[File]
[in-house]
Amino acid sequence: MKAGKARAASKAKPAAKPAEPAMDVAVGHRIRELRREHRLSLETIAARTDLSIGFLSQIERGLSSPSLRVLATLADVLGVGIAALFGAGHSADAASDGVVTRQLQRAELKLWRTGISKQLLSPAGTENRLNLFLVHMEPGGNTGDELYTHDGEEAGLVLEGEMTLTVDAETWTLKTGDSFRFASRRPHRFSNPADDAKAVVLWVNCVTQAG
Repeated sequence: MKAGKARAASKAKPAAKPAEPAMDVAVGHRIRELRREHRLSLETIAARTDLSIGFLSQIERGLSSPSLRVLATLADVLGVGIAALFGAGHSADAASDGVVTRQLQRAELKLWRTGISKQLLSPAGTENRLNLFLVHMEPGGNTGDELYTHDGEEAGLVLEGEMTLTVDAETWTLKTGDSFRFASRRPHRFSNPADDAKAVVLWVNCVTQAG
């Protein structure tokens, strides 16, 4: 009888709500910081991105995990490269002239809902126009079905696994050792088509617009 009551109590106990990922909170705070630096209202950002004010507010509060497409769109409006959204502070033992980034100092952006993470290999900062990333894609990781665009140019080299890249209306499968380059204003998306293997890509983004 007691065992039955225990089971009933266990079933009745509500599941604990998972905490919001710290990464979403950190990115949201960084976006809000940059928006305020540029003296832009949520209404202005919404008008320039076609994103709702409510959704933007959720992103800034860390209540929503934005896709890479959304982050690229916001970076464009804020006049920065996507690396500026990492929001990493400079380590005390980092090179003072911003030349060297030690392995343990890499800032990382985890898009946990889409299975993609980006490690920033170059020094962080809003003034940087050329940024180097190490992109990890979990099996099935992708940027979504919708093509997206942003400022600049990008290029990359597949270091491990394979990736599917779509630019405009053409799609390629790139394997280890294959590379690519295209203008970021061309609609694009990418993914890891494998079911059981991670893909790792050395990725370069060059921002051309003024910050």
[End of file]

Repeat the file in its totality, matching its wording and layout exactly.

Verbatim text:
[in-house]
Amino acid sequence: MKAGKARAASKAKPAAKPAEPAMDVAVGHRIRELRREHRLSLETIAARTDLSIGFLSQIERGLSSPSLRVLATLADVLGVGIAALFGAGHSADAASDGVVTRQLQRAELKLWRTGISKQLLSPAGTENRLNLFLVHMEPGGNTGDELYTHDGEEAGLVLEGEMTLTVDAETWTLKTGDSFRFASRRPHRFSNPADDAKAVVLWVNCVTQAG
Repeated sequence: MKAGKARAASKAKPAAKPAEPAMDVAVGHRIRELRREHRLSLETIAARTDLSIGFLSQIERGLSSPSLRVLATLADVLGVGIAALFGAGHSADAASDGVVTRQLQRAELKLWRTGISKQLLSPAGTENRLNLFLVHMEPGGNTGDELYTHDGEEAGLVLEGEMTLTVDAETWTLKTGDSFRFASRRPHRFSNPADDAKAVVLWVNCVTQAG
């Protein structure tokens, strides 16, 4: 009888709500910081991105995990490269002239809902126009079905696994050792088509617009 009551109590106990990922909170705070630096209202950002004010507010509060497409769109409006959204502070033992980034100092952006993470290999900062990333894609990781665009140019080299890249209306499968380059204003998306293997890509983004 007691065992039955225990089971009933266990079933009745509500599941604990998972905490919001710290990464979403950190990115949201960084976006809000940059928006305020540029003296832009949520209404202005919404008008320039076609994103709702409510959704933007959720992103800034860390209540929503934005896709890479959304982050690229916001970076464009804020006049920065996507690396500026990492929001990493400079380590005390980092090179003072911003030349060297030690392995343990890499800032990382985890898009946990889409299975993609980006490690920033170059020094962080809003003034940087050329940024180097190490992109990890979990099996099935992708940027979504919708093509997206942003400022600049990008290029990359597949270091491990394979990736599917779509630019405009053409799609390629790139394997280890294959590379690519295209203008970021061309609609694009990418993914890891494998079911059981991670893909790792050395990725370069060059921002051309003024910050």